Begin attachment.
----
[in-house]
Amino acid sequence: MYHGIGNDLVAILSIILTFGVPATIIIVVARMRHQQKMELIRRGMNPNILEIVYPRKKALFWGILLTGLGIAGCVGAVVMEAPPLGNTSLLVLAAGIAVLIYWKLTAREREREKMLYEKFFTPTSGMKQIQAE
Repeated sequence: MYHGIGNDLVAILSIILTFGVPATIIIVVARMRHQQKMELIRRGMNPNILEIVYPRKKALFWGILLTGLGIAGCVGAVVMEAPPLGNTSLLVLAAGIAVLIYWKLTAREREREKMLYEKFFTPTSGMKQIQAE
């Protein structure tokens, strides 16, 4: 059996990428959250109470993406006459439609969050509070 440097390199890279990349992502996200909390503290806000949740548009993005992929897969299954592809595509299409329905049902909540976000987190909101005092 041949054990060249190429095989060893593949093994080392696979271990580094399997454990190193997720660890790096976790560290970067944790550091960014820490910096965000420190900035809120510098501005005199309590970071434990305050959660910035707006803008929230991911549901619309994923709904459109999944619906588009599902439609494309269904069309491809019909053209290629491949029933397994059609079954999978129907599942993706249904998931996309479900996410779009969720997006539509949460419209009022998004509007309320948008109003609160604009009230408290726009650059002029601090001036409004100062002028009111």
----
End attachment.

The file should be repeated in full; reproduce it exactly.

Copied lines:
[in-house]
Amino acid sequence: MYHGIGNDLVAILSIILTFGVPATIIIVVARMRHQQKMELIRRGMNPNILEIVYPRKKALFWGILLTGLGIAGCVGAVVMEAPPLGNTSLLVLAAGIAVLIYWKLTAREREREKMLYEKFFTPTSGMKQIQAE
Repeated sequence: MYHGIGNDLVAILSIILTFGVPATIIIVVARMRHQQKMELIRRGMNPNILEIVYPRKKALFWGILLTGLGIAGCVGAVVMEAPPLGNTSLLVLAAGIAVLIYWKLTAREREREKMLYEKFFTPTSGMKQIQAE
């Protein structure tokens, strides 16, 4: 059996990428959250109470993406006459439609969050509070 440097390199890279990349992502996200909390503290806000949740548009993005992929897969299954592809595509299409329905049902909540976000987190909101005092 041949054990060249190429095989060893593949093994080392696979271990580094399997454990190193997720660890790096976790560290970067944790550091960014820490910096965000420190900035809120510098501005005199309590970071434990305050959660910035707006803008929230991911549901619309994923709904459109999944619906588009599902439609494309269904069309491809019909053209290629491949029933397994059609079954999978129907599942993706249904998931996309479900996410779009969720997006539509949460419209009022998004509007309320948008109003609160604009009230408290726009650059002029601090001036409004100062002028009111």